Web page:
On the road it looks like he's not riding a horse, but rather flying
This is how he describes the abilities and love of John of Luxemburg's travels Chronicle of Zbrasław . We read further that if you had met him like this, you would sooner mistake him for a servant than for a lord . These descriptions are not surprising. The king spent most of his life in the saddle. This was also confirmed by examinations of his remains carried out in the 19th century, during which doctors found changes in the position of the pelvis and spine characteristic of riders. .
John of Luxembourg was a supporter of kings and emperors, an ally of the powerful of the world at that time, and a military commander. He led conquest expeditions as well as punitive expeditions for actual and alleged wrongs. He cared for the people of his country through expeditions against robbers and adventurers. In order to pursue such a policy, the king had to spend a lot of time in the saddle and move from place to place. And he had to do it quickly.
During the 36 years of his reign, he traveled 646 times in 224 different places. At least that much has been recorded. During his travels, he issued documents, 75% of which were created in Prague.
During his travels, John of Luxembourg issued many documents related to European politics
In order to meet his goals, the king moved across Europe extremely quickly. So fast that messengers sent after him with information often failed to catch up with him. Aragonese diplomat Ramón de Melan followed John across Europe to present him with a project of a crusade against the dissenters in Granada. He couldn't meet him anywhere until he found him in Paris. You might think that a diplomat would be admitted right away with a matter of such importance, but Ramón had to wait for the audience. The king was sleeping off his night ride and was gathering strength for the next trip.
It is estimated that an able rider could cover 60–70 kilometers a day in those days. The examples of John of Luxembourg's journeys prove that he was not only an efficient, but even extraordinary rider . According to calculations made on the basis of his travels, it is estimated that he could travel at least 80 kilometers in one day, and even 100 kilometers under the right conditions.
Give me Poland back
As Elżbieta Cherezińska remarkably accurately stated during the premiere of her latest book "The war crown" 29/10/2019 - the coronation of Władysław the Short as King of Poland in 1320 , in a sense, enrages the neighboring rulers. It causes that the ambitions of John of Luxembourg and his claims to the Polish crown, although our historians always say unfounded ... it is not true. In the light of the law of that time, he had something to fight for. He could have used various legal tricks of the time to prove that he was entitled to the Polish crown by way of inheritance .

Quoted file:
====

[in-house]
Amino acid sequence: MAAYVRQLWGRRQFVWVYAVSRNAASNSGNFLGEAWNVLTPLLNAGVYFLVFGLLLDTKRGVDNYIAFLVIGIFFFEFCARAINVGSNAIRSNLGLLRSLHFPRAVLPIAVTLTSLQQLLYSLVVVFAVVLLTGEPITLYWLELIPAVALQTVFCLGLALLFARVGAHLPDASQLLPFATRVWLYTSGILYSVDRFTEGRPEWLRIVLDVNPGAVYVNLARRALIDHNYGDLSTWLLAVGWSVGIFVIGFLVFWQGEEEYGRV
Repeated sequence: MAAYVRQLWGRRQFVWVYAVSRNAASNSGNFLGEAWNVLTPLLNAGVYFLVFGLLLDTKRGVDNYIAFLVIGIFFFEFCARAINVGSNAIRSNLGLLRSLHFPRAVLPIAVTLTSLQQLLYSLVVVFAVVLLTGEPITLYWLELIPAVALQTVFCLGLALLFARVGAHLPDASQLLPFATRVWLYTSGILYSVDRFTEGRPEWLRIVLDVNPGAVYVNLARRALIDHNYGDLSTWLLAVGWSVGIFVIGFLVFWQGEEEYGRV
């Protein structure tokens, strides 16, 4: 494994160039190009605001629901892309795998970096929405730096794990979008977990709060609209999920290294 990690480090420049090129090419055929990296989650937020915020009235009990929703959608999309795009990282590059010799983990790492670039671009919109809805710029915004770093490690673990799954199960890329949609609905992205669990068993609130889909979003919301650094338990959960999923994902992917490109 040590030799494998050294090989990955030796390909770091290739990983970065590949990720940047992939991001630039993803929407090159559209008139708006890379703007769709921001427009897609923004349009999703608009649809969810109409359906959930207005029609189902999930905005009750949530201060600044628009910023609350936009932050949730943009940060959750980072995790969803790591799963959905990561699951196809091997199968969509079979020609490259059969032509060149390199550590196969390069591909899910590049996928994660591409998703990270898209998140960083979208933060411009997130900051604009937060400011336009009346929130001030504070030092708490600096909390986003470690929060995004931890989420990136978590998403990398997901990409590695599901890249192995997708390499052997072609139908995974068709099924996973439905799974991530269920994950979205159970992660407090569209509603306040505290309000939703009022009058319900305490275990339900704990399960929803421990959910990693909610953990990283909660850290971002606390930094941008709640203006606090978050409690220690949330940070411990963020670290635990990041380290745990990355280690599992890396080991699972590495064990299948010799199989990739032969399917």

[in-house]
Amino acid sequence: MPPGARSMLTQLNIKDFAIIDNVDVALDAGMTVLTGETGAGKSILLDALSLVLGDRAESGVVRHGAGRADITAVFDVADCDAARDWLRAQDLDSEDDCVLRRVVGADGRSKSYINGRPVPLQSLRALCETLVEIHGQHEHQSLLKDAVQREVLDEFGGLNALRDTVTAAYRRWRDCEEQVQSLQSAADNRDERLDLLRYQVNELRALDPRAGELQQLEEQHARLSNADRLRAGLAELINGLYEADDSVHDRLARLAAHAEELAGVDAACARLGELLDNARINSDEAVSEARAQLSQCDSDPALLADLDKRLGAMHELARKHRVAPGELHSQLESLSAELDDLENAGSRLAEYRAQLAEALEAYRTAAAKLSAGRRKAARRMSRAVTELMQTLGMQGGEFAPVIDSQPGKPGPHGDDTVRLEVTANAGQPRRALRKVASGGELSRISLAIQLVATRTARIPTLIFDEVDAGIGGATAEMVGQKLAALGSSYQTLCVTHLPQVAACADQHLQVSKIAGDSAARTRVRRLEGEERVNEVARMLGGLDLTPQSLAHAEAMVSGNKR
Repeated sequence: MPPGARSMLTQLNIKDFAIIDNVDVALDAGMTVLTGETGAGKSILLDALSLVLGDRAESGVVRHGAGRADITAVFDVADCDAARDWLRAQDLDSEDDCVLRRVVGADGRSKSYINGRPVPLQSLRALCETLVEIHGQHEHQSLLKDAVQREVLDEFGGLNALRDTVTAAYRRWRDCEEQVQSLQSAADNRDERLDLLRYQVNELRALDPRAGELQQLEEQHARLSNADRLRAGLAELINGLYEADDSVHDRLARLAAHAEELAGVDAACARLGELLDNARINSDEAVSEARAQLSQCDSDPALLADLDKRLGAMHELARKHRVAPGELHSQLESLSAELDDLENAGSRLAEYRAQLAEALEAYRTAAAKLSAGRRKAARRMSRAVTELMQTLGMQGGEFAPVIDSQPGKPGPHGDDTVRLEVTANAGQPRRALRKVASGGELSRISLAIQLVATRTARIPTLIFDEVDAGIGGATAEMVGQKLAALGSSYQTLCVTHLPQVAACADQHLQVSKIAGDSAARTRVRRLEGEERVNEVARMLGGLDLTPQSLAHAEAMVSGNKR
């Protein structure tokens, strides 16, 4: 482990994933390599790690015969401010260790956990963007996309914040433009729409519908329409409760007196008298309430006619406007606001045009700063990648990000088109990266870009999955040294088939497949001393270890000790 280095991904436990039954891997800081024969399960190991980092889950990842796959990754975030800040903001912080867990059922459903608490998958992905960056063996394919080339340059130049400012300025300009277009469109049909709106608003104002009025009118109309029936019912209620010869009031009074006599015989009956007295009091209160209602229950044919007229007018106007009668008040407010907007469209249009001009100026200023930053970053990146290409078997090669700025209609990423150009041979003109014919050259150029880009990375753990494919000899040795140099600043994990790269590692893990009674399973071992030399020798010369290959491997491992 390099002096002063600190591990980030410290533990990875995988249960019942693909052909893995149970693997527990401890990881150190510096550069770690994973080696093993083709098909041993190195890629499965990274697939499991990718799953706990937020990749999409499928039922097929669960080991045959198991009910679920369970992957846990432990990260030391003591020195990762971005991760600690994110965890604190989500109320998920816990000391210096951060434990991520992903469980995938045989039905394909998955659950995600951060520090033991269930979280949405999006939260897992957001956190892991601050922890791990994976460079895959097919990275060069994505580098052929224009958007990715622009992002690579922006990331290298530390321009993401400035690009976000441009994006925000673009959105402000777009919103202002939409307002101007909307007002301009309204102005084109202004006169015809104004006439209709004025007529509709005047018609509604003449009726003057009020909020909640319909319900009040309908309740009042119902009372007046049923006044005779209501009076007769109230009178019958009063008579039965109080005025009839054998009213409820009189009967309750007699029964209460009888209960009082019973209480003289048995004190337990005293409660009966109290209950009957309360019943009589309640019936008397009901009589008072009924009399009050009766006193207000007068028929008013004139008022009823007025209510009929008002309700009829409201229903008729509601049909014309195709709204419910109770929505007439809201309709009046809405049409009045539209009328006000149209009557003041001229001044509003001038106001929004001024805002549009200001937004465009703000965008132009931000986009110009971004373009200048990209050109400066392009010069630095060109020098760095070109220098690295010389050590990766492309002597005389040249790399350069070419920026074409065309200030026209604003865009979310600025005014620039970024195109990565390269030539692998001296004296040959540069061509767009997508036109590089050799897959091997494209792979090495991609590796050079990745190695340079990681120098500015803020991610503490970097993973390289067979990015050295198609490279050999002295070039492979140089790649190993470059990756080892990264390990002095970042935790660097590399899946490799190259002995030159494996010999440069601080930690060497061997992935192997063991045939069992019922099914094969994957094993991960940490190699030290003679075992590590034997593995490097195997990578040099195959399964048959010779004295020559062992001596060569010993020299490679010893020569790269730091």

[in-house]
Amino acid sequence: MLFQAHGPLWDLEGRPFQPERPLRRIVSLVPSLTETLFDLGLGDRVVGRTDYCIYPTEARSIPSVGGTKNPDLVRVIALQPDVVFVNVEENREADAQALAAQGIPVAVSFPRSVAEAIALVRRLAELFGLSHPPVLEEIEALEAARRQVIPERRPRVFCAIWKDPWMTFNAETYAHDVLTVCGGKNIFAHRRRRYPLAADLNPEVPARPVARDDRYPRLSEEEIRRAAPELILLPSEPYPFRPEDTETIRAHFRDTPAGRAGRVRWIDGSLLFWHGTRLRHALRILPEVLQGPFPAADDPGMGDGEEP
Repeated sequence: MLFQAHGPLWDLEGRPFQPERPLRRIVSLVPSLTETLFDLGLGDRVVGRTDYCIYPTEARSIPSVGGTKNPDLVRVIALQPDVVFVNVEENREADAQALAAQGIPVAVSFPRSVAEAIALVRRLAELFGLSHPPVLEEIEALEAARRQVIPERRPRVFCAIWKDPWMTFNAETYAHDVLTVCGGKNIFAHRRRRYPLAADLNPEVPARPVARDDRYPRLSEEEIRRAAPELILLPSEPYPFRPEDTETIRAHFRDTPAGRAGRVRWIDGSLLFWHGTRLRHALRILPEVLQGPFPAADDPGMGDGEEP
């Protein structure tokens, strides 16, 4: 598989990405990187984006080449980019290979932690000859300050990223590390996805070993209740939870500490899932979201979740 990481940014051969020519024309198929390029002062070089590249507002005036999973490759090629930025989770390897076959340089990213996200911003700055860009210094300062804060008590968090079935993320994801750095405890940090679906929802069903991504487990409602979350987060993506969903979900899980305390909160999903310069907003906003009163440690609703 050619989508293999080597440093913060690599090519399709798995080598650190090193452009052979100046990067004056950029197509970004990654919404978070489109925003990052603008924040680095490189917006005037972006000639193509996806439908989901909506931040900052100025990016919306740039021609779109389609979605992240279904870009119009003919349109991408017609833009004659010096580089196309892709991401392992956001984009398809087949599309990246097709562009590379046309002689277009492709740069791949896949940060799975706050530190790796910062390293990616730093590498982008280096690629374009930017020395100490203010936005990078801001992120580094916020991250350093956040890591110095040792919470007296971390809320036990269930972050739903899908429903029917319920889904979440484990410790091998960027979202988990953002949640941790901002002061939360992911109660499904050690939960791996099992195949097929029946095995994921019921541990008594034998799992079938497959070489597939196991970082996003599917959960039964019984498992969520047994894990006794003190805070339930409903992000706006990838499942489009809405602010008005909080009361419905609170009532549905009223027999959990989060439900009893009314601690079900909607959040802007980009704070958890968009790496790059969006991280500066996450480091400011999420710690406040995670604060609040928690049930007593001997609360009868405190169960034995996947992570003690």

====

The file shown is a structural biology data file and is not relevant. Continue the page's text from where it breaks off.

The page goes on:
John of Luxembourg's attitude towards Poland was the result of broad European politics and the Polish issue, however important, was not the most important one here. Both countries were in the opposition camps of the politics of the time - Poland supported the pope, the Czech Republic - the emperor.
After the coronation of Łokietek as king, as many as three people claimed the Polish throne - Władysław Łokietek, Jan Luksemburski and Henryk Karyncki, who still did not accept the fact that he had lost power in the Czech Republic.
After the coronation of Władysław Łokietek, three people claimed the right to the Polish crown.
John of Luxembourg claimed his right by way of inheritance. His marriage to Eliška Przemyślidówna - daughter of Wacław II provided him, in his opinion, sufficient justification for claiming rights to Polish lands. Moreover, there are legal acts that confirm the legitimacy of these claims .
Even during the reign of Wenceslaus II in Bohemia, the dukes of Bytom, Opole, Racibórz and Cieszyn paid him a feudal homage in the years 1289-1292. In this way, they gave themselves over to the authority of him and his successors. And although in Poland the right to the throne was not inherited by the female line, undoubtedly John of Luxemburg became the heir of these tributes through his marriage.